It may be an incredible time for acquiring commercial real estate in Worcester, MA but that doesn’t mean that negotiating and getting the deal you want is always a breeze.
Despite the presence of attractive prices, commercial real estate properties in great locations and appetizing cap rates or even the need for some property owners to sell, increased competition and ego can often be a roadblock to locking in the best terms.
So is winning at commercial real estate negotiation all just about hard work, slick sales skills, having the right connections or is it something else?
Piranhas, a Donkey and a Recon Mission
Volumes have been written on negotiating and how to win at it. Some may believe that being a great negotiator is a natural born talent but that is rarely the case or the whole story.
Some high profile attorneys have authored books, suggesting tips like feeding piranhas in their office during negotiations to make an impression on their opponents. Fun, but perhaps alligators or sharks might be more fruitful if you really must resort to mafia style techniques.
The CCIM Institute recently published an article by a commercial real estate agent suggesting the key to winning was actually ‘donkey-work’ or grinding away at it. This certainly may have been true in his case given it took him a year to negotiate a lease.
However, those investors looking to make fast moves to take advantage of current conditions and opportunities and want to “make and offer they can’t refuse” without risking jail time might find a better approach from simply using another approach to intelligence.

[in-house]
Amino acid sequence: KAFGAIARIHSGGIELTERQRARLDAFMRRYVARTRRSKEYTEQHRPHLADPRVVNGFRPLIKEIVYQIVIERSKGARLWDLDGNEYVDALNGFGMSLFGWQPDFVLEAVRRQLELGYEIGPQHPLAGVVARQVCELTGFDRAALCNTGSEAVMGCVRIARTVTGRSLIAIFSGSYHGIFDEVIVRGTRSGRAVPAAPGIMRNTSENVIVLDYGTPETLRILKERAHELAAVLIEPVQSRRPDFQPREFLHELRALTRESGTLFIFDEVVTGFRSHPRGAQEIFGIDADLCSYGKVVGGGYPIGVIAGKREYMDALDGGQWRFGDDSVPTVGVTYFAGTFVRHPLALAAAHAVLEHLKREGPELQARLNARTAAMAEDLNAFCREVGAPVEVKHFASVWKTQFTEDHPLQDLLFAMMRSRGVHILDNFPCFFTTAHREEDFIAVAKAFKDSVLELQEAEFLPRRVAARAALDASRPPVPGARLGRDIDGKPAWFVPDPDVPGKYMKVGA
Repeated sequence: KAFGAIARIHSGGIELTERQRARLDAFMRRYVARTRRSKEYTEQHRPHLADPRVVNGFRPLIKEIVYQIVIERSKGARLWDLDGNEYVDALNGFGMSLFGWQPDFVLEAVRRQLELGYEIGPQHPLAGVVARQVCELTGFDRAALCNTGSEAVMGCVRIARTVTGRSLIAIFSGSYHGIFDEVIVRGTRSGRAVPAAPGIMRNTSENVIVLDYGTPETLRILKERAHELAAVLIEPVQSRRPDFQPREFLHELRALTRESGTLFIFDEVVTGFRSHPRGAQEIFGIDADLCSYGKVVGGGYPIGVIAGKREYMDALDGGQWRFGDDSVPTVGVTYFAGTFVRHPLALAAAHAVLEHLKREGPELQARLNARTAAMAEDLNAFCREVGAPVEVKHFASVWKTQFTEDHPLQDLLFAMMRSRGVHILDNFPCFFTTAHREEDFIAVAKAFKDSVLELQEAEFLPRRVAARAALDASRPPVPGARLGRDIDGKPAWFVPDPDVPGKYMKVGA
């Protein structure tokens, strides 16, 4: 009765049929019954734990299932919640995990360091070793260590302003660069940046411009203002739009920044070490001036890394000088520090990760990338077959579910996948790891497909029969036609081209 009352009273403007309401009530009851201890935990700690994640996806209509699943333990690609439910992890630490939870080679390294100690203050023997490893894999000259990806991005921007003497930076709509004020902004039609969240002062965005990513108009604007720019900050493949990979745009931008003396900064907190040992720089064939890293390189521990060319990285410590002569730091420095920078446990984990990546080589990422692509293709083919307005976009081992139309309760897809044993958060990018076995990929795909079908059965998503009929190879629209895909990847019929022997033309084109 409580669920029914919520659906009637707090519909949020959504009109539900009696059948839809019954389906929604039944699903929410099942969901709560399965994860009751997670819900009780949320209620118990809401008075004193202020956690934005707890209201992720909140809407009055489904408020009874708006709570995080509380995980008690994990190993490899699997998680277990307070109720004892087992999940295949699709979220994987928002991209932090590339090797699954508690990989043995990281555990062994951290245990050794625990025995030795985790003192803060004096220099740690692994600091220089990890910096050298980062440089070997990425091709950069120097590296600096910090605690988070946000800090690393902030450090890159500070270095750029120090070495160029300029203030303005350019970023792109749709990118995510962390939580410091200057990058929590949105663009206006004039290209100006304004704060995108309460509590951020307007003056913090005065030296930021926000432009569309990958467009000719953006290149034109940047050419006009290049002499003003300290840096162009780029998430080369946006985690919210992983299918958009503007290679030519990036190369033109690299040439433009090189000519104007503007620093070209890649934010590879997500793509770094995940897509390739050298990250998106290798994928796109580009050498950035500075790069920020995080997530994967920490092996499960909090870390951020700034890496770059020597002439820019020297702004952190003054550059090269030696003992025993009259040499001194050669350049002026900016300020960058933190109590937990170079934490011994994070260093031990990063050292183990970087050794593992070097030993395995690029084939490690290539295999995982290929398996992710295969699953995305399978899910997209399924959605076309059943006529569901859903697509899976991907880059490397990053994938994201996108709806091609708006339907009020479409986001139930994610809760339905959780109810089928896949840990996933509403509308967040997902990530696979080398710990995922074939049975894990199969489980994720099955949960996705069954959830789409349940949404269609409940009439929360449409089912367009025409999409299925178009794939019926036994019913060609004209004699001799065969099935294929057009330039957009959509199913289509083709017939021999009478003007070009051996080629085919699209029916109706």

The Key to a Winning Negotiating Strategy
Perhaps the real secret to being a successful negotiator and crushing it when it comes to landing the best deals on New England investment property is all about intelligence.
This isn’t about IQ and it can be applied whether looking at industrial real estate or getting into office leasing or multifamily rentals.
It is a twofold strategy for making winning offers. The first is honing your ‘interpersonal intelligence’ to better understand the other party’s needs, fear and desires including perceived financial or legal restrictions and ego.
The second part is doing your due diligence, investigating and gathering intel on the factors which could be affecting the other side’s position.
Armed with this information you can serve up more of what the seller or their representative needs and wants and use it to negotiate to get more of what you want too.
Perhaps price isn’t that important to them at all. Maybe it is speed and a fast closing that they need. Or maybe they believe they are stuck with financial penalties to paying off a loan or have hefty code violations to be satisfied which can actually be negotiated down to nothing, creating hundreds of thousands of extra dollars in the deal.
Today if you hit a standoff in negotiations due to logistics and debt structuring perhaps get your commercial real estate lender involved and if they are hungry enough and the income and value is there they will find a creative solution to make it happen.